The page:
Legends say that as Sister Maria Crocifissa della Concezione awakened from a demonic spell, she found herself soaked in ink. Coincidentally, a bizarre letter had mysteriously come into her possession sometime in the night, and it was filled with unfamiliar symbols.
To add to the mystery of the story, the nun claims that Satan, the dark lord himself, had written the letter.
Refuge in Sicily
Sister Maria had taken spiritual refuge in the island of Sicily, a place that is deeply rooted in Christian traditions.
Historically, it’s the same place where Saint Paul preached nearly two millennia ago. However, where Christ is, Satan is said to roam as well. The eternal struggle between good and evil continues.
Isabella Tomasi was born in 1645 and joined a Benedictine convent somewhere in Palma di Montechiaro when she turned fifteen. She was soon baptized and renamed Maria Crocifissa della Concezione and learned the Benedictine ways of “Ora et Labora” (prayer and work).
Even with her strong faith, Sister Maria still did not seem to be at peace. In fact, she claims that she was being possessed by the devil.
Shrieking at the Altar
There was no question about whether or not the devil exists because Sister Maria was obviously in torment. She was even rumored to shriek and lose consciousness whenever she would approach the convent altar.
The Archaic Letter
Then one fine day in 1676, the devil took control of Sister Maria’s body and authored a letter. The note did not use the common language nor a recognizable alphabet.
The devil used mysterious glyphs that seem to resemble archaic letters and occult symbols.
Meanwhile in France…
It was not the first time that Satan invaded a religious convent. In 1632, 17 nuns from an Ursuline convent in France started to behave irrationally.
While that can be related to other factors, what you’re about to read next will definitely creep you out.
The Nuns Have Visions
It started with several nuns having visions and soon escalated to them acting bizarre in inexplicable ways. They cursed, shouted, and even barked, giving a sizeable crowd of onlookers the creeps.
This controversy of the nuns being possessed by Satan spread like wildfire in Loudon and reached the convent’s chaplain. It launched an investigation involving church authorities.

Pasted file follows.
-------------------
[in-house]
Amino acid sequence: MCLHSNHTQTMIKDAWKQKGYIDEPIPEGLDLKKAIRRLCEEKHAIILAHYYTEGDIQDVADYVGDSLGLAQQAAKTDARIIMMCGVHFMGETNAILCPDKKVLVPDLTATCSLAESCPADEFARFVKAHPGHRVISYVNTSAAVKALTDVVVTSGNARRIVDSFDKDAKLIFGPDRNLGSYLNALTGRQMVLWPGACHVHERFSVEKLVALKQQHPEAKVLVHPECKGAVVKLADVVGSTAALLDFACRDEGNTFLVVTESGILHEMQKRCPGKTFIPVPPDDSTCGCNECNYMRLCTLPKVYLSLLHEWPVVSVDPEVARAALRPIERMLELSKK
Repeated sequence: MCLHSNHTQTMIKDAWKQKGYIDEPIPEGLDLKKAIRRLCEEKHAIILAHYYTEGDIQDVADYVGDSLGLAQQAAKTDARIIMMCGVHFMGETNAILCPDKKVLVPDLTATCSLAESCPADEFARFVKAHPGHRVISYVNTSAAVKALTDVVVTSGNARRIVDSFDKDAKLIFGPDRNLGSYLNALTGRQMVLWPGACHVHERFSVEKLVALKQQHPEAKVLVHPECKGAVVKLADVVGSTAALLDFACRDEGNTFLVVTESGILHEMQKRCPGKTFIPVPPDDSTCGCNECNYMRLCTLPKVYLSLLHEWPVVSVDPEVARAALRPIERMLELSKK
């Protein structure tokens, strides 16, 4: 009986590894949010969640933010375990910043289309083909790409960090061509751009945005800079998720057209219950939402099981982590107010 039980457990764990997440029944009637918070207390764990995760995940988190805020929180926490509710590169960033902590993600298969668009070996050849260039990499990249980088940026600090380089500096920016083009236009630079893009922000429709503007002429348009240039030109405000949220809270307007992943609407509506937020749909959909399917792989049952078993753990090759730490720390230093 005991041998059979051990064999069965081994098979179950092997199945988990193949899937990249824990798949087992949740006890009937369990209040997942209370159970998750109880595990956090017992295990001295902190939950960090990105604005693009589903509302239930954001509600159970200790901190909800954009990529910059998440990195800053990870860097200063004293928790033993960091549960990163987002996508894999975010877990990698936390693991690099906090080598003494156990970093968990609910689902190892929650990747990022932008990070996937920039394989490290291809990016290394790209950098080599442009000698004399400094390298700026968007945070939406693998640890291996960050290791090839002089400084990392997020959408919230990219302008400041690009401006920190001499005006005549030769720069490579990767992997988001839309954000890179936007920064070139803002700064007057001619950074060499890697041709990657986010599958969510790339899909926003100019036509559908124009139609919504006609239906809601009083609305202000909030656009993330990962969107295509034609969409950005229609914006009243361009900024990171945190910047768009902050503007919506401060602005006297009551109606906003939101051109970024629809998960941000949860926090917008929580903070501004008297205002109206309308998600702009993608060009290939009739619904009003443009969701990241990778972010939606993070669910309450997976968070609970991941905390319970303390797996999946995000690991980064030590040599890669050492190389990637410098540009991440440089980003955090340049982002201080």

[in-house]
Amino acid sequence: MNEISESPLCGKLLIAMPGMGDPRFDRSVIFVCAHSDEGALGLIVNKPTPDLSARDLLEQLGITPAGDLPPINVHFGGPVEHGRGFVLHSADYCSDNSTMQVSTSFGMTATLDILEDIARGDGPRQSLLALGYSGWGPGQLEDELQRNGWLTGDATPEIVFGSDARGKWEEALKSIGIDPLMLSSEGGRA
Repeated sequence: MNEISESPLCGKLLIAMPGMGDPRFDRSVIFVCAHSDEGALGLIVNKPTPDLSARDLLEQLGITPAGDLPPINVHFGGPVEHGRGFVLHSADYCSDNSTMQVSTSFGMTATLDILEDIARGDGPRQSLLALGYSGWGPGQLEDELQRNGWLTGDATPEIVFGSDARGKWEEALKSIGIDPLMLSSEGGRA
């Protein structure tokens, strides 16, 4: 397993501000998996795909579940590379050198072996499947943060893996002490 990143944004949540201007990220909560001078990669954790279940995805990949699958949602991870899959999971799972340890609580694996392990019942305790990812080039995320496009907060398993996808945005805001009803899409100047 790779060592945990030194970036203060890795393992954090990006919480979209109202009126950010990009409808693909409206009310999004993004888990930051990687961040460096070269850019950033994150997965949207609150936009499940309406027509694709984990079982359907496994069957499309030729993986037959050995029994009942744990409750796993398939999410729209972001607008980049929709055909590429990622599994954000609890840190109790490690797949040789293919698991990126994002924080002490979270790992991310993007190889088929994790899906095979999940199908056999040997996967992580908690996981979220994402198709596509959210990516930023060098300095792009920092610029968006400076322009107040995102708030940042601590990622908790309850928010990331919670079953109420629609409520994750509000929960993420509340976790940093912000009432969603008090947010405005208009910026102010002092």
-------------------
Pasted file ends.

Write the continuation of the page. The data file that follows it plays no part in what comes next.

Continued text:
A guilty priest?
According to the investigation, one local holy man Father Urbain Grandier is to be blamed for the nuns’ possession. Apparently, Grandier was a notorious sorcerer who made an agreement with Lucifer. Using the powers the devil has given, he cast dark spells and conjured evil spirits to possess the Ursuline nuns.
Sometime in 1634, a trial was conducted and the cleric was found guilty.
According to sources, Grandier’s sentence proclaimed, “We have ordered… Urbain Grandier duly tried and convicted of the crimes of magic, maleficia and of causing demoniacal possession of several Ursuline nuns… He is to be taken to the public square… and fastened to a stake on a scaffold… and there be burned alive… and his ashes scattered to the wind.”
But, of course, this sentence along with its execution did nothing to stop or even slow down reports of possessions.
A Satanic Language
After a couple of years, Sister Maria Crocifissa della Concezione’s letter was so cyrptic that it was thought to be indecipherable. Her fellow nuns believed this and placed the item on public display.
Centuries have passed and numerous code-breakers tried to crack the Satanic language, but it wasn’t until 2017 that anyone made progress in doing so.
Breaking the Code
Finally, in that year, a team of computer scientists from LUDUM Science Center in Catania broke the code.
LUDUM Science Center is a privately institution founded in 1969, and they work with a variety of educational and research organizations.
Decryption and Contraband
The scientists only deciphered Sister Maria’s letter with the help of a powerful and highly controlled decryption program. The software is used by governments and isn’t widely available.
Rumor has it the team had to secure it from the dark web, a hidden part of the Internet that trades contraband, among other things.
Cracking Sister Maria’s Code
Initially, the scientists presumed that Sister Maria had perhaps created a code by mixing existing alphabets.
Her exposure to religious sculpture has made the nun a skilled linguist with knowledge of ancient and modern languages, which made the experts come up with this hypothesis.
“It really is devilish.”
“We heard about the software, which we believe is used by intelligence services for code-breaking,” said team leader, Daniele Abate, to British newspaper The Times in 2017. “We primed the software with ancient Greek, Arabic, the Runic alphabet and Latin to unscramble some of the letters and show that it really is devilish.”